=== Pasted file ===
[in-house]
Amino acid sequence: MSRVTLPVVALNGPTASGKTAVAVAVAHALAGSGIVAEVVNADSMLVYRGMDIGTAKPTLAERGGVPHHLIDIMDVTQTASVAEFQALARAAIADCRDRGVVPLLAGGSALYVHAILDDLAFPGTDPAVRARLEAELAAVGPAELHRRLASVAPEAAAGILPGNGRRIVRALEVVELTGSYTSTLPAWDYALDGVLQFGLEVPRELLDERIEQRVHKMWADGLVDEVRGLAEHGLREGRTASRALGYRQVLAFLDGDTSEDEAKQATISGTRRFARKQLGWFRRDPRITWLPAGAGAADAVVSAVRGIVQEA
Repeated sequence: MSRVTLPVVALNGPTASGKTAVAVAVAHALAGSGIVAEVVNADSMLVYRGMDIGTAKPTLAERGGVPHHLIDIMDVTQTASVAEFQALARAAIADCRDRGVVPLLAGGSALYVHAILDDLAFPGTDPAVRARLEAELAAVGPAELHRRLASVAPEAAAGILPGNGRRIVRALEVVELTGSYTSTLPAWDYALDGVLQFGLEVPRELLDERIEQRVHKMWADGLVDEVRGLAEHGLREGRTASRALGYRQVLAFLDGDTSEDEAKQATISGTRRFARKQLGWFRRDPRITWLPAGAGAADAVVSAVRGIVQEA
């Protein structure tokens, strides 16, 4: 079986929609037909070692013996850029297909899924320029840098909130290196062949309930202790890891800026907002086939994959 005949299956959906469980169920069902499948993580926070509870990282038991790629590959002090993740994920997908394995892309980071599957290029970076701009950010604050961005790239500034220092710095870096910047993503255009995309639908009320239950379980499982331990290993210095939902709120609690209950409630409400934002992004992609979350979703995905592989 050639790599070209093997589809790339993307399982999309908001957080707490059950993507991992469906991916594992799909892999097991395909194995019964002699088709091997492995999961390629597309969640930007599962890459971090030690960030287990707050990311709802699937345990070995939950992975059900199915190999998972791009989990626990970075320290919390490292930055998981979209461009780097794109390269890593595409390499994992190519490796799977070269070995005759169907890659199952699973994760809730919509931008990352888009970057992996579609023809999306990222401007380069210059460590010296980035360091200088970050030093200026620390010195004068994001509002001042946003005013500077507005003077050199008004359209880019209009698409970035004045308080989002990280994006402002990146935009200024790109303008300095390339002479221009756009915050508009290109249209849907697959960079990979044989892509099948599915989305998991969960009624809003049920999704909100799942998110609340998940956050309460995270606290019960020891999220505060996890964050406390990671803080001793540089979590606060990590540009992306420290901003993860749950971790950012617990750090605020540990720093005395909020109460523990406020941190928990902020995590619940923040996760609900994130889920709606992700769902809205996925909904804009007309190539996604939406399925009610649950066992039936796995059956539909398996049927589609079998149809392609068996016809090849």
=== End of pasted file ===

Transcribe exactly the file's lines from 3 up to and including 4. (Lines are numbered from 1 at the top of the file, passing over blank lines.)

Repeated sequence: MSRVTLPVVALNGPTASGKTAVAVAVAHALAGSGIVAEVVNADSMLVYRGMDIGTAKPTLAERGGVPHHLIDIMDVTQTASVAEFQALARAAIADCRDRGVVPLLAGGSALYVHAILDDLAFPGTDPAVRARLEAELAAVGPAELHRRLASVAPEAAAGILPGNGRRIVRALEVVELTGSYTSTLPAWDYALDGVLQFGLEVPRELLDERIEQRVHKMWADGLVDEVRGLAEHGLREGRTASRALGYRQVLAFLDGDTSEDEAKQATISGTRRFARKQLGWFRRDPRITWLPAGAGAADAVVSAVRGIVQEA
């Protein structure tokens, strides 16, 4: 079986929609037909070692013996850029297909899924320029840098909130290196062949309930202790890891800026907002086939994959 005949299956959906469980169920069902499948993580926070509870990282038991790629590959002090993740994920997908394995892309980071599957290029970076701009950010604050961005790239500034220092710095870096910047993503255009995309639908009320239950379980499982331990290993210095939902709120609690209950409630409400934002992004992609979350979703995905592989 050639790599070209093997589809790339993307399982999309908001957080707490059950993507991992469906991916594992799909892999097991395909194995019964002699088709091997492995999961390629597309969640930007599962890459971090030690960030287990707050990311709802699937345990070995939950992975059900199915190999998972791009989990626990970075320290919390490292930055998981979209461009780097794109390269890593595409390499994992190519490796799977070269070995005759169907890659199952699973994760809730919509931008990352888009970057992996579609023809999306990222401007380069210059460590010296980035360091200088970050030093200026620390010195004068994001509002001042946003005013500077507005003077050199008004359209880019209009698409970035004045308080989002990280994006402002990146935009200024790109303008300095390339002479221009756009915050508009290109249209849907697959960079990979044989892509099948599915989305998991969960009624809003049920999704909100799942998110609340998940956050309460995270606290019960020891999220505060996890964050406390990671803080001793540089979590606060990590540009992306420290901003993860749950971790950012617990750090605020540990720093005395909020109460523990406020941190928990902020995590619940923040996760609900994130889920709606992700769902809205996925909904804009007309190539996604939406399925009610649950066992039936796995059956539909398996049927589609079998149809392609068996016809090849």